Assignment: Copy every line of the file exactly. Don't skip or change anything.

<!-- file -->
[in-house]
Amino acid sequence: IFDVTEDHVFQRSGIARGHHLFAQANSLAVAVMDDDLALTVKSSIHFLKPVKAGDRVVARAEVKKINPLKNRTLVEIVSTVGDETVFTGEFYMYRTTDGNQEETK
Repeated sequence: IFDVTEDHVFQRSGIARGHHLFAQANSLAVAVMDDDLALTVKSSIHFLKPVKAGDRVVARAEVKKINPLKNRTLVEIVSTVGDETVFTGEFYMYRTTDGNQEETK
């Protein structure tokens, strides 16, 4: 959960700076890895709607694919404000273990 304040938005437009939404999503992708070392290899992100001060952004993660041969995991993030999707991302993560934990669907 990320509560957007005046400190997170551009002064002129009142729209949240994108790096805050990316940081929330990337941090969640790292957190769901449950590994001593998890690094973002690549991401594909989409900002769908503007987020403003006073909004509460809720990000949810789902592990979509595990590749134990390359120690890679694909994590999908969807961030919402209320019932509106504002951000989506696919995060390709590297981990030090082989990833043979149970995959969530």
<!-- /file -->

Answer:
[in-house]
Amino acid sequence: IFDVTEDHVFQRSGIARGHHLFAQANSLAVAVMDDDLALTVKSSIHFLKPVKAGDRVVARAEVKKINPLKNRTLVEIVSTVGDETVFTGEFYMYRTTDGNQEETK
Repeated sequence: IFDVTEDHVFQRSGIARGHHLFAQANSLAVAVMDDDLALTVKSSIHFLKPVKAGDRVVARAEVKKINPLKNRTLVEIVSTVGDETVFTGEFYMYRTTDGNQEETK
């Protein structure tokens, strides 16, 4: 959960700076890895709607694919404000273990 304040938005437009939404999503992708070392290899992100001060952004993660041969995991993030999707991302993560934990669907 990320509560957007005046400190997170551009002064002129009142729209949240994108790096805050990316940081929330990337941090969640790292957190769901449950590994001593998890690094973002690549991401594909989409900002769908503007987020403003006073909004509460809720990000949810789902592990979509595990590749134990390359120690890679694909994590999908969807961030919402209320019932509106504002951000989506696919995060390709590297981990030090082989990833043979149970995959969530």